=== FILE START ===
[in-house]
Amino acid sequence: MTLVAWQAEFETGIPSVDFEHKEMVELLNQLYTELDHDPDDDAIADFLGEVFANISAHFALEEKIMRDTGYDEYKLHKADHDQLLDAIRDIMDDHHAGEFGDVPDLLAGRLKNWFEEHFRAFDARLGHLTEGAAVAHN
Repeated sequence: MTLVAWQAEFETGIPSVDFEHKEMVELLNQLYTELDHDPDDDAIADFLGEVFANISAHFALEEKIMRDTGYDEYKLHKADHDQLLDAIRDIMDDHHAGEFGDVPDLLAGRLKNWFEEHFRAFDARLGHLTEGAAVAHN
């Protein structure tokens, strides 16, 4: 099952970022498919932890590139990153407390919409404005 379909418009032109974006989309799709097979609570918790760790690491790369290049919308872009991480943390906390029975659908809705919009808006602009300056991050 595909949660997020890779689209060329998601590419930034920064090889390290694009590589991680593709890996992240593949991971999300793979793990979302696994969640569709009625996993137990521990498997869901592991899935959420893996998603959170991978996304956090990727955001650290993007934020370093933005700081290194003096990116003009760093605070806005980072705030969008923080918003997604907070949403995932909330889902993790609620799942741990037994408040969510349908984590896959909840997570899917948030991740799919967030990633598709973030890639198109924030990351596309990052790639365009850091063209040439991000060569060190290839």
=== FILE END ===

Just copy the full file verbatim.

[in-house]
Amino acid sequence: MTLVAWQAEFETGIPSVDFEHKEMVELLNQLYTELDHDPDDDAIADFLGEVFANISAHFALEEKIMRDTGYDEYKLHKADHDQLLDAIRDIMDDHHAGEFGDVPDLLAGRLKNWFEEHFRAFDARLGHLTEGAAVAHN
Repeated sequence: MTLVAWQAEFETGIPSVDFEHKEMVELLNQLYTELDHDPDDDAIADFLGEVFANISAHFALEEKIMRDTGYDEYKLHKADHDQLLDAIRDIMDDHHAGEFGDVPDLLAGRLKNWFEEHFRAFDARLGHLTEGAAVAHN
């Protein structure tokens, strides 16, 4: 099952970022498919932890590139990153407390919409404005 379909418009032109974006989309799709097979609570918790760790690491790369290049919308872009991480943390906390029975659908809705919009808006602009300056991050 595909949660997020890779689209060329998601590419930034920064090889390290694009590589991680593709890996992240593949991971999300793979793990979302696994969640569709009625996993137990521990498997869901592991899935959420893996998603959170991978996304956090990727955001650290993007934020370093933005700081290194003096990116003009760093605070806005980072705030969008923080918003997604907070949403995932909330889902993790609620799942741990037994408040969510349908984590896959909840997570899917948030991740799919967030990633598709973030890639198109924030990351596309990052790639365009850091063209040439991000060569060190290839």